We are also seeing the demand for solutions that are more culturally relevant. People who are coming to Canada or are in Canada want cultural examples to be embedded in their academic material, real opportunities to develop the skills they are going to need to apply when they are in the workforce.

Providing culturally-relevant content has always been a strength at Pearson, but we are doing more to reflect the growing and evolving diversity of Canada and we are working with a lot of partners to leverage technology, including AI, to build simulations of skills-based learning, so that students leave college and university with the skills they need to be successful in their first job.

Finally, we are seeing an increase in demand for resources and services for pre-arrival through to settlement for international students and newcomers in general.

There is a really vast ecosystem supporting this work, and we have been working closely with institutions, with local, municipal and federal government, and other partners to figure out how we can collectively work together to improve outcomes for international students and newcomers in Canada.

“I think both French for academic purposes and general French will grow a lot”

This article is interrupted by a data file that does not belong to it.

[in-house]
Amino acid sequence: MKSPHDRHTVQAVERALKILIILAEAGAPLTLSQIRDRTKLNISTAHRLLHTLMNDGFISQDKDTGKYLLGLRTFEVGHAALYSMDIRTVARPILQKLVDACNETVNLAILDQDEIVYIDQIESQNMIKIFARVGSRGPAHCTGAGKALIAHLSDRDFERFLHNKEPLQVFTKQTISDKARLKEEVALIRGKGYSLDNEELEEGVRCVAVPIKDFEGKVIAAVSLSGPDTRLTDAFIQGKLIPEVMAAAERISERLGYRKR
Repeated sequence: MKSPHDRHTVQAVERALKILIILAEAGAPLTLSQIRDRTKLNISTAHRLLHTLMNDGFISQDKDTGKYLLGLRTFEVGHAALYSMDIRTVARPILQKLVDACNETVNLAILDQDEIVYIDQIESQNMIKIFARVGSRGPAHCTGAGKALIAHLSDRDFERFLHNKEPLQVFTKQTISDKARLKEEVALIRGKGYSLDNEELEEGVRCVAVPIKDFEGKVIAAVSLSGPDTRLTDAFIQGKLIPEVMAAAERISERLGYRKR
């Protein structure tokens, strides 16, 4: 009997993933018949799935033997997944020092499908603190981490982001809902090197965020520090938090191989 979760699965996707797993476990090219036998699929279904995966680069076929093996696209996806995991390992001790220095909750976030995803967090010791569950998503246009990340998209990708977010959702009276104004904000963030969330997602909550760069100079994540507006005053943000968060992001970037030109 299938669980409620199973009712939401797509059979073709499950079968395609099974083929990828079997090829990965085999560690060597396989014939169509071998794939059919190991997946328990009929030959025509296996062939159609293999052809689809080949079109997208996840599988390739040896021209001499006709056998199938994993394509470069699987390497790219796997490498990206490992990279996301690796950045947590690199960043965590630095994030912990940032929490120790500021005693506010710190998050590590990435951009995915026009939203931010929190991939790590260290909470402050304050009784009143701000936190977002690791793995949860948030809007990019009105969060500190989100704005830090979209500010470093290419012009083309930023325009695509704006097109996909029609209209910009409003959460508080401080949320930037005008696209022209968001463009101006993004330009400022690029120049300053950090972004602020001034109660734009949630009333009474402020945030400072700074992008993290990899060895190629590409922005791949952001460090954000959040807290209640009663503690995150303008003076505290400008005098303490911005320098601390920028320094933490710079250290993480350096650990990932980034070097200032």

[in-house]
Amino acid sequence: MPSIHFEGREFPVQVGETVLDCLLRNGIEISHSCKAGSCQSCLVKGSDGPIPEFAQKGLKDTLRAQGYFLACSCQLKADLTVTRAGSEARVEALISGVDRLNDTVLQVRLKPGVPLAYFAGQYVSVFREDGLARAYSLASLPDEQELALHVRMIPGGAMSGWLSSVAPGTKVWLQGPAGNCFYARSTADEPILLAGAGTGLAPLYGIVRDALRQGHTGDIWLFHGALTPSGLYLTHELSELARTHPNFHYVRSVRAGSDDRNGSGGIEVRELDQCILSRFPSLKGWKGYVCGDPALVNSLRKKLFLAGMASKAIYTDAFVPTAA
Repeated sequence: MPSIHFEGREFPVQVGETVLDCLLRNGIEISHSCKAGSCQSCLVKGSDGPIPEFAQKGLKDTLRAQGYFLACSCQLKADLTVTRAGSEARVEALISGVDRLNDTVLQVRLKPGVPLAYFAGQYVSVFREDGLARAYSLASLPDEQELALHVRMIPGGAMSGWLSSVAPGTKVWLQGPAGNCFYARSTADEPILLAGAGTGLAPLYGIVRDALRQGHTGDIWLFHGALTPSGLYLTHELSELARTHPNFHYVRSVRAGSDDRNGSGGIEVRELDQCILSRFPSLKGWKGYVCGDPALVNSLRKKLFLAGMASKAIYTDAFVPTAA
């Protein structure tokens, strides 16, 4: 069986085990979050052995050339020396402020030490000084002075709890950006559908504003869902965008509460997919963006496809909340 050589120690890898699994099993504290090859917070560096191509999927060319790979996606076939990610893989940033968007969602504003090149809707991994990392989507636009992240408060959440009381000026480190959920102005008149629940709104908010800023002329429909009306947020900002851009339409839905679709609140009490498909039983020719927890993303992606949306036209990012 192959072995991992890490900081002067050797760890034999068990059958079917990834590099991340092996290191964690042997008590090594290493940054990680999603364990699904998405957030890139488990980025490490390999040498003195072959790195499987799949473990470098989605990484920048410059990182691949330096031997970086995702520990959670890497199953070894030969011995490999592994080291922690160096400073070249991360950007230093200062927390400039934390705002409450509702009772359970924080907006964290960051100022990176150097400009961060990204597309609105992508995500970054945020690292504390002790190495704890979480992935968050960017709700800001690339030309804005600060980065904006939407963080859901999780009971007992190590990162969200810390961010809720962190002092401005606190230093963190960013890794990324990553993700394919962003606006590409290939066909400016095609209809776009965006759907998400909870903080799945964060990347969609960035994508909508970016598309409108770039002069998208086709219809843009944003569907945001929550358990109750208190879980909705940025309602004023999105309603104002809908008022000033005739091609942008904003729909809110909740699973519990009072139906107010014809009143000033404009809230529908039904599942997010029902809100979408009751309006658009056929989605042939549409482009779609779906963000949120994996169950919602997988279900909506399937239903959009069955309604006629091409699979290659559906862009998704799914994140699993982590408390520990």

I don’t think any single organisation is going to be able to address this demand on its own, so it’s going to take partnerships and collaboration between the business, academic and political community to satisfy this need.

I think there are a lot of opportunities for Canada overall, and for the people that are coming to our wonderful country.

The PIE: How is the French training sector developing?

 MO: Certainly, there is an effort from the government to try and promote French language training. French is a really key skill for people moving to Canada.

There is funding flowing from the government into French training and assessment, and although it’s still too early to say how it will all play out, we are seeing an increasing demand for more materials available in French and more resources to help support learners that learn French for the first time. I think both French for academic purposes and general French will grow a lot.

It’s an exciting area for us, and Pearson in Canada has two main headquarters: one in Toronto and one in Montreal, and our Quebec office leads operations for training in both French and English. I think we are uniquely placed to work with the institutions and the government that are putting funding into these programs to support French language training.